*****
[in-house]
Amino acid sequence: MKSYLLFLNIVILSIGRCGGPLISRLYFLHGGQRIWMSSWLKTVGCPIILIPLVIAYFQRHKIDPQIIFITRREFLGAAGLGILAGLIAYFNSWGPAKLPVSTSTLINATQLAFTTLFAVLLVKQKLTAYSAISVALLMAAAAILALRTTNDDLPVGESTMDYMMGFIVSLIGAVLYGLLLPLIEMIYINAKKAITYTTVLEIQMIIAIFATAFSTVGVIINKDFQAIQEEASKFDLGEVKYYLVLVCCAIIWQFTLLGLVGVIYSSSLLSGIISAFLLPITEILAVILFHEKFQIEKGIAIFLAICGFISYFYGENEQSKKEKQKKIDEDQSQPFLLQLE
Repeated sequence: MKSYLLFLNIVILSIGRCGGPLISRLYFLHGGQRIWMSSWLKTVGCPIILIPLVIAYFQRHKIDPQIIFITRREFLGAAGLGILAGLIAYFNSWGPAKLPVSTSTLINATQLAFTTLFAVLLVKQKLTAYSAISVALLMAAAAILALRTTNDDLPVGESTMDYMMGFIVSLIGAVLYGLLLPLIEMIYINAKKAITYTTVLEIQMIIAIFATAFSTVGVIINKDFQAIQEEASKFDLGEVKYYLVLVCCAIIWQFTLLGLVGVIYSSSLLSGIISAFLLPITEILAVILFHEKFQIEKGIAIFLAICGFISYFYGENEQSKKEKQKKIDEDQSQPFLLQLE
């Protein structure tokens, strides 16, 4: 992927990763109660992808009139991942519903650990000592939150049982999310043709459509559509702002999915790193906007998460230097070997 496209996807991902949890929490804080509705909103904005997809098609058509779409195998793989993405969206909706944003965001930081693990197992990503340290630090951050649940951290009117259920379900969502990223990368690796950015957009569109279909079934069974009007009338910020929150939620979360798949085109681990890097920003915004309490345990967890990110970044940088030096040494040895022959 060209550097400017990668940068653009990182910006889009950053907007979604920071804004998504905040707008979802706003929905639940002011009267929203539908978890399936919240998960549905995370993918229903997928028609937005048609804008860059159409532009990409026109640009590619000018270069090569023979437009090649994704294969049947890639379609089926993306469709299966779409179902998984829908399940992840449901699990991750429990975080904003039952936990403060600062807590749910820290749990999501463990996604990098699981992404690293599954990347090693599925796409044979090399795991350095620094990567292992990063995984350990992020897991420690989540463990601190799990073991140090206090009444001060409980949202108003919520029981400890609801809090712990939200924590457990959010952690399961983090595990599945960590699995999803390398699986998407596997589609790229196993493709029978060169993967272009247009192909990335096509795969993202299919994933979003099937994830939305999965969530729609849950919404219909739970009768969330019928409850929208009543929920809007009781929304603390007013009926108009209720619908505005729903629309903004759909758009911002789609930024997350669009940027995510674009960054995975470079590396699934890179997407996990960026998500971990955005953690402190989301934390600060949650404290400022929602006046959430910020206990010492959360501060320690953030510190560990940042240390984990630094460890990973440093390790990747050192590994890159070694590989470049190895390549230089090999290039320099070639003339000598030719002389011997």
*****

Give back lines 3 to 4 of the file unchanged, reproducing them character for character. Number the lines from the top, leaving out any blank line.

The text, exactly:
Repeated sequence: MKSYLLFLNIVILSIGRCGGPLISRLYFLHGGQRIWMSSWLKTVGCPIILIPLVIAYFQRHKIDPQIIFITRREFLGAAGLGILAGLIAYFNSWGPAKLPVSTSTLINATQLAFTTLFAVLLVKQKLTAYSAISVALLMAAAAILALRTTNDDLPVGESTMDYMMGFIVSLIGAVLYGLLLPLIEMIYINAKKAITYTTVLEIQMIIAIFATAFSTVGVIINKDFQAIQEEASKFDLGEVKYYLVLVCCAIIWQFTLLGLVGVIYSSSLLSGIISAFLLPITEILAVILFHEKFQIEKGIAIFLAICGFISYFYGENEQSKKEKQKKIDEDQSQPFLLQLE
């Protein structure tokens, strides 16, 4: 992927990763109660992808009139991942519903650990000592939150049982999310043709459509559509702002999915790193906007998460230097070997 496209996807991902949890929490804080509705909103904005997809098609058509779409195998793989993405969206909706944003965001930081693990197992990503340290630090951050649940951290009117259920379900969502990223990368690796950015957009569109279909079934069974009007009338910020929150939620979360798949085109681990890097920003915004309490345990967890990110970044940088030096040494040895022959 060209550097400017990668940068653009990182910006889009950053907007979604920071804004998504905040707008979802706003929905639940002011009267929203539908978890399936919240998960549905995370993918229903997928028609937005048609804008860059159409532009990409026109640009590619000018270069090569023979437009090649994704294969049947890639379609089926993306469709299966779409179902998984829908399940992840449901699990991750429990975080904003039952936990403060600062807590749910820290749990999501463990996604990098699981992404690293599954990347090693599925796409044979090399795991350095620094990567292992990063995984350990992020897991420690989540463990601190799990073991140090206090009444001060409980949202108003919520029981400890609801809090712990939200924590457990959010952690399961983090595990599945960590699995999803390398699986998407596997589609790229196993493709029978060169993967272009247009192909990335096509795969993202299919994933979003099937994830939305999965969530729609849950919404219909739970009768969330019928409850929208009543929920809007009781929304603390007013009926108009209720619908505005729903629309903004759909758009911002789609930024997350669009940027995510674009960054995975470079590396699934890179997407996990960026998500971990955005953690402190989301934390600060949650404290400022929602006046959430910020206990010492959360501060320690953030510190560990940042240390984990630094460890990973440093390790990747050192590994890159070694590989470049190895390549230089090999290039320099070639003339000598030719002389011997």